Updated Dec 6, 2020 - World

EU-U.K. Brexit negotiations back on as deadline looms

Combination images of European Commission President Ursula von der Leyen and British Prime Minister Boris Johnson.
Combination images of European Commission President Ursula von der Leyen and British Prime Minister Boris Johnson. Photo: Julien Warnand/AFP via Getty Images/John Sibley/PA Images via Getty Images

United Kingdom and European Union negotiators were resuming talks Sunday on a post-Brexit trade deal, which remain deadlocked following "significant divergences."

Why it matters: The U.K. and EU hope to make a deal before the transition period ends on Dec. 31, but differences remain on "three critical issues," officials said Saturday.

The state of play: The U.K. officially left the EU this January, but is still part of its economic bloc through the end of this year under a transition period.

  • Talks between the two parties were halted on Friday due to "significant divergences on level playing field, governance and fisheries," Britain’s David Frost and the EU’s Michel Barnier said in a joint statement.
  • But European Commission President Ursula von der Leyen said she and British Prime Minister Boris Johnson will speak again on Monday following Sunday's negotiations, they said.

Of note: A key aspect of talks is how to extricate the U.K. from EU customs rules while avoiding a hard border between Northern Ireland and the Republic of Ireland. This crucial part of the Good Friday Agreement brought an end to decades of sectarian violence in Northern Ireland.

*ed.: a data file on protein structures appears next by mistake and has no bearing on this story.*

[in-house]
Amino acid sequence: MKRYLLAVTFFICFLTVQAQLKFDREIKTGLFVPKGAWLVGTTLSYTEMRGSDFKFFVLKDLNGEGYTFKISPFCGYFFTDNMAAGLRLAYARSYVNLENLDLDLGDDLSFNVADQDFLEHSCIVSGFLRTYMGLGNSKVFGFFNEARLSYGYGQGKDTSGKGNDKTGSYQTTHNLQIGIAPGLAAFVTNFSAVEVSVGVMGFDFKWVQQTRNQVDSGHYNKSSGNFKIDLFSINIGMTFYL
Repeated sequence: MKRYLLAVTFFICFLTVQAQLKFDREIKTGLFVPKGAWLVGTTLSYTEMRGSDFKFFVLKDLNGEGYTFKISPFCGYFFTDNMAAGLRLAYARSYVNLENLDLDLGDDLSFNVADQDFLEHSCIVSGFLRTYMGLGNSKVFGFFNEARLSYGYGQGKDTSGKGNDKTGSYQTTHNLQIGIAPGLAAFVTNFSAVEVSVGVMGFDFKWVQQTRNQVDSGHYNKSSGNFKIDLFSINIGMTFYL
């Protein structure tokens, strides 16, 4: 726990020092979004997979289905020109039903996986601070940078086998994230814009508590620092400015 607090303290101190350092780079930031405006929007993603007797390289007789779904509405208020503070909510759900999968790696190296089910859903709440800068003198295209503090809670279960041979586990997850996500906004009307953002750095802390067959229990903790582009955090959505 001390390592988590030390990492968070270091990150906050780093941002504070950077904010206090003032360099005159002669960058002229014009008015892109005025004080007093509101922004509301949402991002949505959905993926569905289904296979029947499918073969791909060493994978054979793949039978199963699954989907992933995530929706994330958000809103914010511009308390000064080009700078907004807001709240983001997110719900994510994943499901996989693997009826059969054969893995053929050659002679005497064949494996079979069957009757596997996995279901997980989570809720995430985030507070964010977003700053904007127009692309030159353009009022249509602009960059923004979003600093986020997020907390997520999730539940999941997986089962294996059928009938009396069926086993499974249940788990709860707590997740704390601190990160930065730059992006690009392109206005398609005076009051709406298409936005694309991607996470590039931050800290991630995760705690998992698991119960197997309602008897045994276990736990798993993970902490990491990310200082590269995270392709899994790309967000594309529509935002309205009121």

What they're saying: "In a phone call today on the on-going negotiations between the European Union and the United Kingdom, we welcomed the fact that progress has been achieved in many areas," said von der Leyen and Johnson said in a joint statement.

  • "Nevertheless, significant differences remain on three critical issues: level playing field, governance and fisheries. Both sides underlined that no agreement is feasible if these issues are not resolved."
  • "Whilst recognising the seriousness of these differences, we agreed that a further effort should be undertaken by our negotiating teams to assess whether they can be resolved."
  • Irish Taoiseach Micheál Martin tweeted Saturday, "An agreement is in everyone's best interests. Every effort should be made to reach a deal."

Go deeper: The implications of a "no-deal" Brexit

Editor's note: This article has been updated with details of Sunday's negotiations, Martin's comment and further context on the Irish border.

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